How to understand Minimalism in fashion

Is minimalistic fashion the key for a more satisfying and a sustainable lifestyle?

Some people would agree but what do you think? If you’re new to the topic or still trying to figure things out, stick around to find out more.

By now, most of us are aware about the climate change issues and the way these affect our planet and consequently, our lives. The focus on this topic turned attention on the industries that cause significant damage to the environment. If you love having a generous wardrobe and enjoying renewing it every season, you should probably know that fashion is the second largest polluter in the world. 

You may have heard about the so called sweatshops – working places where people operate under inhumane conditions, they are extremely crowded, poorly paid, work very long hours and often child labor is involved. These establishments are not only socially unacceptable but often illegal and have been the topic of several media scandals in the last years. 

Then there’s the water consumption, the waste accumulation, chemicals addiction, greenhouse emissions, soil degradation, desertification and the enormous quantities of microfibres that end up in the oceans. 

It’s not a pretty picture and it definitely makes you think twice before buying yet another dress or T-shirt like the other 10 you have in your closet. 

Unfortunately, it’s not only the fashion industry that embarked this train. The global push towards higher consumption and a thirst for cheaper and bad quality stuff can be observed in all the other industries. Cheap, fast and plenty became (willingly or not) the Bible of each entrepreneur on an increasingly competitive market.  

Inspired by the slow food industry, fashion decided to swing towards the minimalist trend. This trend developed as an alternative to the artificially fed need for consumption and it aims to focus on our actual needs and not on our cravings in the moment.

Multiple studies have now shown that an endless chase after more and more can lead to anxiety, stress and depression. We end up in an endless loop looking for the perfect colour, the perfect cut, the best price, the perfect product that has it all. 

If you can relate to this feeling and struggle with the increasing pressure to always buy stuff, know that you’re not alone. Even better, there are alternatives that can help you break the pattern and can give you mental and financial health long term. You can live a happier and more sustainable life while reducing your carbon footprint.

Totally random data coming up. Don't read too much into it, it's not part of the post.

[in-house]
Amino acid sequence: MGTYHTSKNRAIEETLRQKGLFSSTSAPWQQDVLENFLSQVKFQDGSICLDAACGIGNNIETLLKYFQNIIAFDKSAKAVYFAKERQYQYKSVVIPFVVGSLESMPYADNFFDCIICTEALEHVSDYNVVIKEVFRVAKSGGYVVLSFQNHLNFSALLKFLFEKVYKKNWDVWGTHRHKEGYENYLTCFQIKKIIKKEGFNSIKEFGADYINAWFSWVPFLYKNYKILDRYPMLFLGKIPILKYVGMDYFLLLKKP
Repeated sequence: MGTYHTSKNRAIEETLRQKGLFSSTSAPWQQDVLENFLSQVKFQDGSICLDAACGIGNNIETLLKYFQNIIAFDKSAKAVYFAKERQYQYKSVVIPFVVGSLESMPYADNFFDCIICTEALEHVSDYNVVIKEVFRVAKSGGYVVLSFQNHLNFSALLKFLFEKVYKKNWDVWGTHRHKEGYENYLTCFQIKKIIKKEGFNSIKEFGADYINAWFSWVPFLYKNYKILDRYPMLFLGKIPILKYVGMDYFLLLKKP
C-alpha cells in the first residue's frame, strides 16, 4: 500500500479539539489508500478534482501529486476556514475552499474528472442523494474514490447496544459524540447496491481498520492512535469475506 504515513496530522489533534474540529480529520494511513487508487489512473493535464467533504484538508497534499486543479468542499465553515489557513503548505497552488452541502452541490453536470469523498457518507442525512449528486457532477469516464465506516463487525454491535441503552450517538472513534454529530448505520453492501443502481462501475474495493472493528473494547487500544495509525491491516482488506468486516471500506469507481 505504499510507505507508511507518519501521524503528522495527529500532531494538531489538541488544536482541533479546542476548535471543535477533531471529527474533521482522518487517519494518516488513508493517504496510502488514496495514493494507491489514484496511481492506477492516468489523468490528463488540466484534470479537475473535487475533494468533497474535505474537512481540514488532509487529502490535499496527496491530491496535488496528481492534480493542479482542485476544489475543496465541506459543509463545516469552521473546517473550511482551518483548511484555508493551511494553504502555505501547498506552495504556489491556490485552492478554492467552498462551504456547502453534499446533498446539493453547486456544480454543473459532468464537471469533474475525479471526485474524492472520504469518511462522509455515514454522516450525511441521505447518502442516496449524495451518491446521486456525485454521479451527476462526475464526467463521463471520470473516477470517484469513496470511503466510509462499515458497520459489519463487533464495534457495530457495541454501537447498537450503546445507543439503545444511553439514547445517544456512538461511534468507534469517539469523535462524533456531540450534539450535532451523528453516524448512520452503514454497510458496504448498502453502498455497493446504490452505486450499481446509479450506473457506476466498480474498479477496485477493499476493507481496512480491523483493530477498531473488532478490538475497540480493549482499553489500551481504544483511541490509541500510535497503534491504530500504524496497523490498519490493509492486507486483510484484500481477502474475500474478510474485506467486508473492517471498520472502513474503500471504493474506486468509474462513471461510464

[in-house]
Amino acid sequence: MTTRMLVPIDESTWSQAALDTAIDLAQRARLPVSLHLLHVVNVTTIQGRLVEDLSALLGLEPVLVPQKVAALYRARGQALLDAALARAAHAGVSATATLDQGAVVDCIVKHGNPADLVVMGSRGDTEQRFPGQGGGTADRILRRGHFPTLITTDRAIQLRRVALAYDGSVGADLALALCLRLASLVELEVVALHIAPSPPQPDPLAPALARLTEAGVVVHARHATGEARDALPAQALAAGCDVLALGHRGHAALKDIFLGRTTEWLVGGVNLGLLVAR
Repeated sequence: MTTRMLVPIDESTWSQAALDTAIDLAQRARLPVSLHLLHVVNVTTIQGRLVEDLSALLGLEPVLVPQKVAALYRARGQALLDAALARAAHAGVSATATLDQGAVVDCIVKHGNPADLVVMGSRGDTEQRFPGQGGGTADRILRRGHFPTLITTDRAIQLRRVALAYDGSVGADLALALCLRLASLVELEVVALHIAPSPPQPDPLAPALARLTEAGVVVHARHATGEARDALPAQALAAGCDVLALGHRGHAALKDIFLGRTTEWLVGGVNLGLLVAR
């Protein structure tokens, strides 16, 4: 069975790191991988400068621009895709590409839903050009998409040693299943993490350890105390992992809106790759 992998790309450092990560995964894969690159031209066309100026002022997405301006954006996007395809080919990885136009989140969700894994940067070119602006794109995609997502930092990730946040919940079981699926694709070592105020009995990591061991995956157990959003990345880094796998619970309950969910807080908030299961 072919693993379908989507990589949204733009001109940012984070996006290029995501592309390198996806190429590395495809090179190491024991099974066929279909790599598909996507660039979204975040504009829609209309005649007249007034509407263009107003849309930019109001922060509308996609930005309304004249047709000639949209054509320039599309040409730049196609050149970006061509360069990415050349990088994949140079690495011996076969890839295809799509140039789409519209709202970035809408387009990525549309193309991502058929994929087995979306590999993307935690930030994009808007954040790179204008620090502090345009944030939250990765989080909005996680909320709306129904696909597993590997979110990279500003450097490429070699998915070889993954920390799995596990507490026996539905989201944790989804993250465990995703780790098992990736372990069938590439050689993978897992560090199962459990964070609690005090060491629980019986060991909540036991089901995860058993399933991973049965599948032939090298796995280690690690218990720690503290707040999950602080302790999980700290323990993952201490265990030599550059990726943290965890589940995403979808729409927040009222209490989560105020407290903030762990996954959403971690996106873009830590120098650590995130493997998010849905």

The alternative we chose to discuss today is minimalism. 

I first learned how to approach and apply minimalism in my life after I read Marie Kondo’s book: Magical Cleaning.

She opened my eyes to the deeper meaning the things that we surround ourself with can actually have to us if we know where to look for. Nobody likes cleaning up a lot and giving up on their collected items. We never learned how to actually keep our closets neat, how to organise our houses and ultimately, our lives.

Minimalism is about getting rid of the unnecessary, the things you buy in the heat of the moment, it’s about making you feel good not just for 5 or 10 minutes or a day, but long term. 

Minimalism teaches us to let go of the things that no longer bring us joy because they don’t  really resonate with the person we actually are and there is no connection. These things no longer serve us, on the contrary they take away our energy and quite often make us feel bad about ourselves. 

Minimalism teaches us to keep only the things we really need, use, love and that bring us joy. These things will always make us feel good about ourselves because they are in line with who we are. 

Ultimately, minimalism is a form of liberation and it can become a lifestyle. If you’re freaking out right now wondering whether should throw all your possessions out the window and never go shopping again, don’t :). 

As anything, minimalism takes practice, takes time and it takes getting used to. it’s a learning process. 

Making a change is always difficult. 

Making a change that goes against everything you have been taught and against everything everybody tells you is the norm, against the very definition of what the world considers to be acceptable or even cool, is way way harder. So be kind and patient to yourself, allow yourself time to learn and get used to and take things step by step.

If you want to give minimalism a try, you can start with fashion. Try making a selection of some items and see how that feels. You know what they say, the first step is the hardest. 

And of course if you have any questions or thoughts you’d like to share, we’re here to listen and to help if we can. 

Unatura loves to inform and educate about options that can bring a benefit to our society. If you liked what you just read, share the love, send this link to a friend or share it on social media and help us spread the word. We would be more than grateful!

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